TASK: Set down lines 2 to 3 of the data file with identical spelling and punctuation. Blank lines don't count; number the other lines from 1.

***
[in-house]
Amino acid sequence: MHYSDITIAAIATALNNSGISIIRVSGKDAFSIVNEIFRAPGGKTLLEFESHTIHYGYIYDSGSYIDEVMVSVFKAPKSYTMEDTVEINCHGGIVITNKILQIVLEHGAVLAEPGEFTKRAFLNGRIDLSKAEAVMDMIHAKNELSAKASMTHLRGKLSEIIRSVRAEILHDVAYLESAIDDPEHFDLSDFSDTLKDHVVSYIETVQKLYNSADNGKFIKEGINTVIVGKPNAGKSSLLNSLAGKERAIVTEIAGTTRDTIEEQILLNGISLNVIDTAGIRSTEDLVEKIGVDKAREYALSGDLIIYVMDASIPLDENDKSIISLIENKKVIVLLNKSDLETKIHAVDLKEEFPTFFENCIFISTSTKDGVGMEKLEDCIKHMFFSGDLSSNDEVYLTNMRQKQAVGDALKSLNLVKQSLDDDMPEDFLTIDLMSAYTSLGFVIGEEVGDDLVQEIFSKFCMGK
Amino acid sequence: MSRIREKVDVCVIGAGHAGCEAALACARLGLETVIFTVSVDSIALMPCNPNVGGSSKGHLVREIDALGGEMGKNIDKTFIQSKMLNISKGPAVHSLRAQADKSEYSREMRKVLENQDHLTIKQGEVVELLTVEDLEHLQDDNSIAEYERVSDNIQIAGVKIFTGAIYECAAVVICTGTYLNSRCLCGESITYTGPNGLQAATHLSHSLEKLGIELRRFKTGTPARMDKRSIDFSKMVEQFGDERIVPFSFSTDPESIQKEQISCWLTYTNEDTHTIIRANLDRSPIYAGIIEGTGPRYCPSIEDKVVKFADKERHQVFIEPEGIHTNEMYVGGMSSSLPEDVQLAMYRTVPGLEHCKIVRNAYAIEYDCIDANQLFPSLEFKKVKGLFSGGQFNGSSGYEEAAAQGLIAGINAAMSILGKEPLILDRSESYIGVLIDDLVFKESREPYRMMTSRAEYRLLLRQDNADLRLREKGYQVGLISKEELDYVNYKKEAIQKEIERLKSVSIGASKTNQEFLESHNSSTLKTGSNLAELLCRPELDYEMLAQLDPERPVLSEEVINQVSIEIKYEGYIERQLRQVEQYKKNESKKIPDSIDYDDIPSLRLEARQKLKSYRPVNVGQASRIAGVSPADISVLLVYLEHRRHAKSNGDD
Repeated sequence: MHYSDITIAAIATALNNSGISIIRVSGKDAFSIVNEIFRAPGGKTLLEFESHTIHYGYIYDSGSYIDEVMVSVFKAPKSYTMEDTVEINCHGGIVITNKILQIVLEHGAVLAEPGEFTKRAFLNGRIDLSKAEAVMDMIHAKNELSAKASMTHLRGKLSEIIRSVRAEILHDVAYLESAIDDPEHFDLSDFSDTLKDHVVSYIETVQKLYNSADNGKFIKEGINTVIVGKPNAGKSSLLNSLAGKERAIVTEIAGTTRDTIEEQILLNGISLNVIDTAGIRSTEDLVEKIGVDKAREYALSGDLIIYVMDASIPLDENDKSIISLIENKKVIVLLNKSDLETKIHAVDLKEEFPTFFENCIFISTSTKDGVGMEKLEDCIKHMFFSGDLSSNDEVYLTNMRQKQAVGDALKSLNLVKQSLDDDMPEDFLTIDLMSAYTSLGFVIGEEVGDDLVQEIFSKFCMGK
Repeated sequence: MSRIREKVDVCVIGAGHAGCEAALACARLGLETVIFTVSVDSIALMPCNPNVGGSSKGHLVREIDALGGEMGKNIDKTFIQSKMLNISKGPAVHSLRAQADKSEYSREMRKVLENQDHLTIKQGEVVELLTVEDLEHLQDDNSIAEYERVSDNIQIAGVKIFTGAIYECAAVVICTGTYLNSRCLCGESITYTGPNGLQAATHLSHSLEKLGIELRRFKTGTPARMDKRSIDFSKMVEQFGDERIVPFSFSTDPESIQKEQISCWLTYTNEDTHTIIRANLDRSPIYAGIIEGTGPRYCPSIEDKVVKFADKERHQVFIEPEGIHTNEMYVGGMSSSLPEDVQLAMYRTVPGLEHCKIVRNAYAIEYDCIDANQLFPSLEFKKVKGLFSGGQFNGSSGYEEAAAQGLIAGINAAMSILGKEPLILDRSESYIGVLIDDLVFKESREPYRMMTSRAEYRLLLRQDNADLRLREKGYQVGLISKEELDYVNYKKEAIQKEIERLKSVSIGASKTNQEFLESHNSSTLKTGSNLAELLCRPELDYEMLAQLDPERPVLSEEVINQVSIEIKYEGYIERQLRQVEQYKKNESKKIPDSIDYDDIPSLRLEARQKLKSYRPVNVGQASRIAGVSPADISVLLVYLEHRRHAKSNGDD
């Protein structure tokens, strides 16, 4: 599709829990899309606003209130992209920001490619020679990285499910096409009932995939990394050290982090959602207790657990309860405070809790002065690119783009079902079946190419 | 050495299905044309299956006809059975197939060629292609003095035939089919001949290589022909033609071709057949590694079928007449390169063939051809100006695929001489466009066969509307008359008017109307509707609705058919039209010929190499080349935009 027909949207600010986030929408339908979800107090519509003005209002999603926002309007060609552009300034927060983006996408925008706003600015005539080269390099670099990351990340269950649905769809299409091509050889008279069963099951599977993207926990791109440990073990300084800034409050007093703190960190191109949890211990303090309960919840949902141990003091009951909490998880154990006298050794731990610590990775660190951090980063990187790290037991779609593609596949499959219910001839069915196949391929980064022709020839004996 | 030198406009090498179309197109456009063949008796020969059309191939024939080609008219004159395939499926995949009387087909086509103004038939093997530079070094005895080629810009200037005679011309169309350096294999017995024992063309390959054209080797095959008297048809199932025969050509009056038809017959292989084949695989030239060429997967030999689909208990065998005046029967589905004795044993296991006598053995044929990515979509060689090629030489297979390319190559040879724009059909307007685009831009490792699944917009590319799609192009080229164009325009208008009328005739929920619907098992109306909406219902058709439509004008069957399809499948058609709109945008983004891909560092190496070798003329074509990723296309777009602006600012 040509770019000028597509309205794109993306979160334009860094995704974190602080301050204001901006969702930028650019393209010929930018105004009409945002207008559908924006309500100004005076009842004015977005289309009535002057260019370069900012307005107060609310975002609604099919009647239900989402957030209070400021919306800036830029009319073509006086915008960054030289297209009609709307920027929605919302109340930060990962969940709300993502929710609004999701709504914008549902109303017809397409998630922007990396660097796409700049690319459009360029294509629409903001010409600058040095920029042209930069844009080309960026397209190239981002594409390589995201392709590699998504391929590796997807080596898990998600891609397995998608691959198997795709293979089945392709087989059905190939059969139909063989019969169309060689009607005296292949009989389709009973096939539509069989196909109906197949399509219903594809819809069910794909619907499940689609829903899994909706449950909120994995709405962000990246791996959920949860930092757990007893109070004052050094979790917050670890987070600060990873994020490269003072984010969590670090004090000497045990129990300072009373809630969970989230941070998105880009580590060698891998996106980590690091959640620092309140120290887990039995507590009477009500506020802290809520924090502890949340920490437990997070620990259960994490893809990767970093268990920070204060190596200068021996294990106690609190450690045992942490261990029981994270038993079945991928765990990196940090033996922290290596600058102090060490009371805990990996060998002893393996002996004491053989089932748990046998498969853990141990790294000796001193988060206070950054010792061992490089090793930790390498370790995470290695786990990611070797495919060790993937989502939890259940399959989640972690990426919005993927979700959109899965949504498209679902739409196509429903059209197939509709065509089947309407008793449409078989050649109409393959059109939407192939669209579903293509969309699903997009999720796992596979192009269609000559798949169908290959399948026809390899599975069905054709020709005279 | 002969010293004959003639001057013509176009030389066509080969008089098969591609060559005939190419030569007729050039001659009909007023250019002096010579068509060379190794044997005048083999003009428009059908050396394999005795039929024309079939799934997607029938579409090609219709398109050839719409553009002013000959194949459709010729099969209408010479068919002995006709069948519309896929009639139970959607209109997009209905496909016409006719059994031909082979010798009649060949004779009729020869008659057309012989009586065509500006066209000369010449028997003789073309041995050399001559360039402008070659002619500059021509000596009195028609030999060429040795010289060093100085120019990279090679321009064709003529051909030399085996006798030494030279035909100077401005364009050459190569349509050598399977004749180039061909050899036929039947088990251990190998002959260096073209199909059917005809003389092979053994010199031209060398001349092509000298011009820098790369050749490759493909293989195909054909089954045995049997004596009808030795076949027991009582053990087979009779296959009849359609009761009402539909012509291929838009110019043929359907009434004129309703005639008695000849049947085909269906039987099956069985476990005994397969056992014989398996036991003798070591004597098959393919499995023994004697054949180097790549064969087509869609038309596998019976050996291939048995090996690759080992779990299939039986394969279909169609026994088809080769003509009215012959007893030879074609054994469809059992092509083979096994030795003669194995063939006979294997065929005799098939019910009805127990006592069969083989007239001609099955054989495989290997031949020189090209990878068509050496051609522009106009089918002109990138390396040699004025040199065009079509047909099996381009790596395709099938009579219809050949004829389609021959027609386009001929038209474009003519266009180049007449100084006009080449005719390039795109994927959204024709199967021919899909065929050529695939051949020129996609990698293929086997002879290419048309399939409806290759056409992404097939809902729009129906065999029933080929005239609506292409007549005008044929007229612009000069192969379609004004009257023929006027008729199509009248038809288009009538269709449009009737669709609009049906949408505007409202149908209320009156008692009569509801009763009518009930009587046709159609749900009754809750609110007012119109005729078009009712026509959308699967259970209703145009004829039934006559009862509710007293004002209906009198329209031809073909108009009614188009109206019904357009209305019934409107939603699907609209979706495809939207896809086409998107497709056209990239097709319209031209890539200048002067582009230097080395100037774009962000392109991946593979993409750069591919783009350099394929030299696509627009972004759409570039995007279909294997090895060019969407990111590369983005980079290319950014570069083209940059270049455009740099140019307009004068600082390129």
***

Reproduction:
Amino acid sequence: MHYSDITIAAIATALNNSGISIIRVSGKDAFSIVNEIFRAPGGKTLLEFESHTIHYGYIYDSGSYIDEVMVSVFKAPKSYTMEDTVEINCHGGIVITNKILQIVLEHGAVLAEPGEFTKRAFLNGRIDLSKAEAVMDMIHAKNELSAKASMTHLRGKLSEIIRSVRAEILHDVAYLESAIDDPEHFDLSDFSDTLKDHVVSYIETVQKLYNSADNGKFIKEGINTVIVGKPNAGKSSLLNSLAGKERAIVTEIAGTTRDTIEEQILLNGISLNVIDTAGIRSTEDLVEKIGVDKAREYALSGDLIIYVMDASIPLDENDKSIISLIENKKVIVLLNKSDLETKIHAVDLKEEFPTFFENCIFISTSTKDGVGMEKLEDCIKHMFFSGDLSSNDEVYLTNMRQKQAVGDALKSLNLVKQSLDDDMPEDFLTIDLMSAYTSLGFVIGEEVGDDLVQEIFSKFCMGK
Amino acid sequence: MSRIREKVDVCVIGAGHAGCEAALACARLGLETVIFTVSVDSIALMPCNPNVGGSSKGHLVREIDALGGEMGKNIDKTFIQSKMLNISKGPAVHSLRAQADKSEYSREMRKVLENQDHLTIKQGEVVELLTVEDLEHLQDDNSIAEYERVSDNIQIAGVKIFTGAIYECAAVVICTGTYLNSRCLCGESITYTGPNGLQAATHLSHSLEKLGIELRRFKTGTPARMDKRSIDFSKMVEQFGDERIVPFSFSTDPESIQKEQISCWLTYTNEDTHTIIRANLDRSPIYAGIIEGTGPRYCPSIEDKVVKFADKERHQVFIEPEGIHTNEMYVGGMSSSLPEDVQLAMYRTVPGLEHCKIVRNAYAIEYDCIDANQLFPSLEFKKVKGLFSGGQFNGSSGYEEAAAQGLIAGINAAMSILGKEPLILDRSESYIGVLIDDLVFKESREPYRMMTSRAEYRLLLRQDNADLRLREKGYQVGLISKEELDYVNYKKEAIQKEIERLKSVSIGASKTNQEFLESHNSSTLKTGSNLAELLCRPELDYEMLAQLDPERPVLSEEVINQVSIEIKYEGYIERQLRQVEQYKKNESKKIPDSIDYDDIPSLRLEARQKLKSYRPVNVGQASRIAGVSPADISVLLVYLEHRRHAKSNGDD